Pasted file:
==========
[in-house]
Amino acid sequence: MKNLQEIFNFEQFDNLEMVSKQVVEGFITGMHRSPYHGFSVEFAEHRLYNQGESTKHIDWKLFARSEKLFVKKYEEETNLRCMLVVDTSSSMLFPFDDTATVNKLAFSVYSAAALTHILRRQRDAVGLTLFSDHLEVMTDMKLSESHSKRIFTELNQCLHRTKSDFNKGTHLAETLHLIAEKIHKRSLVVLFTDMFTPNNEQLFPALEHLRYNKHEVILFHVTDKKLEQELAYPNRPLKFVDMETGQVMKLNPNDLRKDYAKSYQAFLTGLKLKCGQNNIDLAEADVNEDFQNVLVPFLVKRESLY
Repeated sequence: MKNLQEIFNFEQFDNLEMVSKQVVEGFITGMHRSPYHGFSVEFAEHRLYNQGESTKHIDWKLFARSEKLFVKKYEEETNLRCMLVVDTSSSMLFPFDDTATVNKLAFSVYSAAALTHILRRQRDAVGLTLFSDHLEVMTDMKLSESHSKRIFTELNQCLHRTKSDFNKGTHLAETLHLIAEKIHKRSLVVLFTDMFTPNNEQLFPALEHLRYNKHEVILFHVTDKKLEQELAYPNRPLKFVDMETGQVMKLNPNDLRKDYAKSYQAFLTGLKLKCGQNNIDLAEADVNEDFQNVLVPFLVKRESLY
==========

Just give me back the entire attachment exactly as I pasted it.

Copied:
[in-house]
Amino acid sequence: MKNLQEIFNFEQFDNLEMVSKQVVEGFITGMHRSPYHGFSVEFAEHRLYNQGESTKHIDWKLFARSEKLFVKKYEEETNLRCMLVVDTSSSMLFPFDDTATVNKLAFSVYSAAALTHILRRQRDAVGLTLFSDHLEVMTDMKLSESHSKRIFTELNQCLHRTKSDFNKGTHLAETLHLIAEKIHKRSLVVLFTDMFTPNNEQLFPALEHLRYNKHEVILFHVTDKKLEQELAYPNRPLKFVDMETGQVMKLNPNDLRKDYAKSYQAFLTGLKLKCGQNNIDLAEADVNEDFQNVLVPFLVKRESLY
Repeated sequence: MKNLQEIFNFEQFDNLEMVSKQVVEGFITGMHRSPYHGFSVEFAEHRLYNQGESTKHIDWKLFARSEKLFVKKYEEETNLRCMLVVDTSSSMLFPFDDTATVNKLAFSVYSAAALTHILRRQRDAVGLTLFSDHLEVMTDMKLSESHSKRIFTELNQCLHRTKSDFNKGTHLAETLHLIAEKIHKRSLVVLFTDMFTPNNEQLFPALEHLRYNKHEVILFHVTDKKLEQELAYPNRPLKFVDMETGQVMKLNPNDLRKDYAKSYQAFLTGLKLKCGQNNIDLAEADVNEDFQNVLVPFLVKRESLY